untiringly to ease and comfort his fel
lows, forgetting his own aged and fast
weakening body. His hours of work
were unlimited, often pressing into the
early part of the morning. Soon the
strain began to tell on him, but only
through his eyes did he let others see
Then one day he fell ill with a very
serious disease, complicated by long over
work and self-neglect. The reverent and
loving villagers overwhelmed him with
their solicitous kindness, and even went
so far as to send for an eminent special
ist, but even he could not save him. The
doctor’s strength was gone, and with it
his life was slowly ebbing. His work
was done and he was content to meet his
Maker; but his friends wept and were
heavy-hearted when he was no more.
His funeral, like his life, was of the
simplest; yet the gathering there of
those who loved him would have honored
a king. Not whites alone but blacks
also were there to pay their last hom
age to him and lay their offerings of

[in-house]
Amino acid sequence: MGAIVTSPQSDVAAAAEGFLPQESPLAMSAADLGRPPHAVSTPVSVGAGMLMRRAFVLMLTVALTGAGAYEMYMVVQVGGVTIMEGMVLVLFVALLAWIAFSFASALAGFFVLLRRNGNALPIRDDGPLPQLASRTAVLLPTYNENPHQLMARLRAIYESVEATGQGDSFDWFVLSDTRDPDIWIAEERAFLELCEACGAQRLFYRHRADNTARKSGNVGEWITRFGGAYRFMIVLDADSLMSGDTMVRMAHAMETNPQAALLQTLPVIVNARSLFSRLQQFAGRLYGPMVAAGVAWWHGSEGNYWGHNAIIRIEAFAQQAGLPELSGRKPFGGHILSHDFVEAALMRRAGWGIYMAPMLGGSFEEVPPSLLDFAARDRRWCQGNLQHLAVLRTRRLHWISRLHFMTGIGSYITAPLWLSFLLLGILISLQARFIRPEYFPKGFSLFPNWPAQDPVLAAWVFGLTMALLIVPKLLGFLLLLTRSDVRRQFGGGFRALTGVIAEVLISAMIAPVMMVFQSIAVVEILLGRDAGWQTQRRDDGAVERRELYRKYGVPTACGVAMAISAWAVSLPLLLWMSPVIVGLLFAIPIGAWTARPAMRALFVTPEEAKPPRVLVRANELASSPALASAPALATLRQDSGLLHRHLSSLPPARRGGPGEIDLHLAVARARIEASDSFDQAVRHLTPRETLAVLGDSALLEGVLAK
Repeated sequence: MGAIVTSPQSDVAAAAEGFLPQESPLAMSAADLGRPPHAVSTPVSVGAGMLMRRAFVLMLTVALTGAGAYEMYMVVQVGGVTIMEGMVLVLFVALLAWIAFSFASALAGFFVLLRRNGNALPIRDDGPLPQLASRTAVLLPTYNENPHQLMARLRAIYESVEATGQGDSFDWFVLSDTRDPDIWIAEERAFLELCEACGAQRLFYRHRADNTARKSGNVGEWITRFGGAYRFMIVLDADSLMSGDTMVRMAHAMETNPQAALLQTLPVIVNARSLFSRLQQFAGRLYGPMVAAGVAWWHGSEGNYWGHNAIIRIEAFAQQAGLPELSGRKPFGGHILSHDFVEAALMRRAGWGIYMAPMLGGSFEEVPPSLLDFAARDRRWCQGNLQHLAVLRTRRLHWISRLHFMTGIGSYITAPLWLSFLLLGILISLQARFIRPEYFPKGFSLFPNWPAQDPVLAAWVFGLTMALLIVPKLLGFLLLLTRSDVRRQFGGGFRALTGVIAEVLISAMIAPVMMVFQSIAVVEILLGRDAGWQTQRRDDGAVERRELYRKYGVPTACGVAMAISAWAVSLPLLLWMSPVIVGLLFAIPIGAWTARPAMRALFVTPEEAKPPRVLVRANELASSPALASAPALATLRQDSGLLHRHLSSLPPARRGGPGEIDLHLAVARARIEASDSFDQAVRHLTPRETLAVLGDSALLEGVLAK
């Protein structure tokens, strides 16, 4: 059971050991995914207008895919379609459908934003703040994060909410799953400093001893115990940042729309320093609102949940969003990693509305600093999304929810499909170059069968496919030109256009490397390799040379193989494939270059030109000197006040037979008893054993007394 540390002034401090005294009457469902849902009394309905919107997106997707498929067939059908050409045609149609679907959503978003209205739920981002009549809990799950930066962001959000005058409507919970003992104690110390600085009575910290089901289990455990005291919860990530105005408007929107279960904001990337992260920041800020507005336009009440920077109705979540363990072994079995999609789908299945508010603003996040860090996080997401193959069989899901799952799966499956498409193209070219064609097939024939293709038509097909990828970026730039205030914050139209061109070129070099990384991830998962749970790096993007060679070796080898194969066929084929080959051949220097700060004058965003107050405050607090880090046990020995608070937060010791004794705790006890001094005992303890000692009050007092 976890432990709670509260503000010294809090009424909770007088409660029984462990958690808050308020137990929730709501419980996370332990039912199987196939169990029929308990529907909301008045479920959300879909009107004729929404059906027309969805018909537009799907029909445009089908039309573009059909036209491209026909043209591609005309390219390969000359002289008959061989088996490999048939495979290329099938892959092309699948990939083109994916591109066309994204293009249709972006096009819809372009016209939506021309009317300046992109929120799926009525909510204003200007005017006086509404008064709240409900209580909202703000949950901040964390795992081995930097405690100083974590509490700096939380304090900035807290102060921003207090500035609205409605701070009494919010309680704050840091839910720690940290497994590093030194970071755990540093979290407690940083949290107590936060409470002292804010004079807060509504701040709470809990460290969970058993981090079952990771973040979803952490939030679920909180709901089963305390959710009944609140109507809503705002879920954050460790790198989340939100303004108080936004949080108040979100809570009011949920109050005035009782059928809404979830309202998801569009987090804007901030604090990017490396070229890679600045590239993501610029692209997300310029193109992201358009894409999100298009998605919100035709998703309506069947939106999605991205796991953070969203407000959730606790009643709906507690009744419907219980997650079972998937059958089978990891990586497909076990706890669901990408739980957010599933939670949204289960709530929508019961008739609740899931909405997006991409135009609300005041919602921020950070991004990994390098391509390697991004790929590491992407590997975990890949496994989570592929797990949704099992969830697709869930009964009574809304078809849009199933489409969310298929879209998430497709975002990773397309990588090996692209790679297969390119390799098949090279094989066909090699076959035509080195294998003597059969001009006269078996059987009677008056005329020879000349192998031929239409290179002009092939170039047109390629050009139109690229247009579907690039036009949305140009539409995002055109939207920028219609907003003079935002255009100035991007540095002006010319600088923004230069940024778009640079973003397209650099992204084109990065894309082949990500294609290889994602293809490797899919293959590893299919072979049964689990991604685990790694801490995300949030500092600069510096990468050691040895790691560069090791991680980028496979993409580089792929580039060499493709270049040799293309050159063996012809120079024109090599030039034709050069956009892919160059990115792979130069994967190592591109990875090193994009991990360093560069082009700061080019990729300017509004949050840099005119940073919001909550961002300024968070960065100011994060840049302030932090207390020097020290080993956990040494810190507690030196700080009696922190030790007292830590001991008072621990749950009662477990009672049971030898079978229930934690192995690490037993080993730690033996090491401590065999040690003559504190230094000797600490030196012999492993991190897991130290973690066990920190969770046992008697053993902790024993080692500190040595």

flowers on his grave. The love poured
out for him was as balm to the sadness
of his loved ones. Gratitude was the
fountain from which tears sprang freely.
All about the last resting place of this
sweet but simple old man were the em
blems of calmness, which so befitted his
quiet nature. Moss hung about the trees,
and the green verdure of the earth was
at its loveliest age. The last beams of
sunlight from the dying day were re
flected, gleaming, on the smooth green
leaves of the trees, as though in final
tribute to a spirit whose cherry humor
had sparkled even in the twilight of his
When the last sad rites were over and
all but a few of his loved ones had de
parted, sorrowing, to their homes, an old
darky was observed, shyly approaching
Doctor Larry’s grave. Advancingfi tim
idly, with hat in hand, he quietly and